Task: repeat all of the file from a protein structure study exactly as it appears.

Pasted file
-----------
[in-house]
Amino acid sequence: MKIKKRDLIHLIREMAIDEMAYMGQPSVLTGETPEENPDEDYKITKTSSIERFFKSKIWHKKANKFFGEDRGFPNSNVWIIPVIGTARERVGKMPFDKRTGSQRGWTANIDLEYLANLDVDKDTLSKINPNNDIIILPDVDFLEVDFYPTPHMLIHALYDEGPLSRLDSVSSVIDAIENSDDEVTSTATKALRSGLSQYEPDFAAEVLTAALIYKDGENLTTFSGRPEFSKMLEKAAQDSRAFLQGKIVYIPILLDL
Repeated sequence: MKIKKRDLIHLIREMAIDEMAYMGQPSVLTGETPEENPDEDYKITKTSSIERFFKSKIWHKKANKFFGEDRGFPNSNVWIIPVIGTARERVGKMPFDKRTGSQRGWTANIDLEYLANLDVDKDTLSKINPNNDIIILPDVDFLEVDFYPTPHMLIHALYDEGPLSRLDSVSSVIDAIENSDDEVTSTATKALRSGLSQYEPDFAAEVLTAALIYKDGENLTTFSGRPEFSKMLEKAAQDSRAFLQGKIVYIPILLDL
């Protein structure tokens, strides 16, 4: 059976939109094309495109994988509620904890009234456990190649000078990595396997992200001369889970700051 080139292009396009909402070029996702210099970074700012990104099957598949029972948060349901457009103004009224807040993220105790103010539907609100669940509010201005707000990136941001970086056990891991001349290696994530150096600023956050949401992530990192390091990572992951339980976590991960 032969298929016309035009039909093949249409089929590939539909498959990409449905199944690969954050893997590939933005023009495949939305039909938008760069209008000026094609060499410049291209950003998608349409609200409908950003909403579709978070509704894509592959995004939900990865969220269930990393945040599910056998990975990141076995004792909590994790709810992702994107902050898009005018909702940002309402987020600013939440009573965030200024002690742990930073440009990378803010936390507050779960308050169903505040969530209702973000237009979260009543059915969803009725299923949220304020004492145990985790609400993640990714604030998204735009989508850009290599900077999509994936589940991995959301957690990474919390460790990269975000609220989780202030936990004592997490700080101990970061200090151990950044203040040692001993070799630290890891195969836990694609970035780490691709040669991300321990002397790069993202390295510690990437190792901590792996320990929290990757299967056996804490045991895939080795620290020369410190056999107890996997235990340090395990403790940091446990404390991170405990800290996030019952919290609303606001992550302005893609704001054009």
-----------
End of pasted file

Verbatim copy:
[in-house]
Amino acid sequence: MKIKKRDLIHLIREMAIDEMAYMGQPSVLTGETPEENPDEDYKITKTSSIERFFKSKIWHKKANKFFGEDRGFPNSNVWIIPVIGTARERVGKMPFDKRTGSQRGWTANIDLEYLANLDVDKDTLSKINPNNDIIILPDVDFLEVDFYPTPHMLIHALYDEGPLSRLDSVSSVIDAIENSDDEVTSTATKALRSGLSQYEPDFAAEVLTAALIYKDGENLTTFSGRPEFSKMLEKAAQDSRAFLQGKIVYIPILLDL
Repeated sequence: MKIKKRDLIHLIREMAIDEMAYMGQPSVLTGETPEENPDEDYKITKTSSIERFFKSKIWHKKANKFFGEDRGFPNSNVWIIPVIGTARERVGKMPFDKRTGSQRGWTANIDLEYLANLDVDKDTLSKINPNNDIIILPDVDFLEVDFYPTPHMLIHALYDEGPLSRLDSVSSVIDAIENSDDEVTSTATKALRSGLSQYEPDFAAEVLTAALIYKDGENLTTFSGRPEFSKMLEKAAQDSRAFLQGKIVYIPILLDL
């Protein structure tokens, strides 16, 4: 059976939109094309495109994988509620904890009234456990190649000078990595396997992200001369889970700051 080139292009396009909402070029996702210099970074700012990104099957598949029972948060349901457009103004009224807040993220105790103010539907609100669940509010201005707000990136941001970086056990891991001349290696994530150096600023956050949401992530990192390091990572992951339980976590991960 032969298929016309035009039909093949249409089929590939539909498959990409449905199944690969954050893997590939933005023009495949939305039909938008760069209008000026094609060499410049291209950003998608349409609200409908950003909403579709978070509704894509592959995004939900990865969220269930990393945040599910056998990975990141076995004792909590994790709810992702994107902050898009005018909702940002309402987020600013939440009573965030200024002690742990930073440009990378803010936390507050779960308050169903505040969530209702973000237009979260009543059915969803009725299923949220304020004492145990985790609400993640990714604030998204735009989508850009290599900077999509994936589940991995959301957690990474919390460790990269975000609220989780202030936990004592997490700080101990970061200090151990950044203040040692001993070799630290890891195969836990694609970035780490691709040669991300321990002397790069993202390295510690990437190792901590792996320990929290990757299967056996804490045991895939080795620290020369410190056999107890996997235990340090395990403790940091446990404390991170405990800290996030019952919290609303606001992550302005893609704001054009």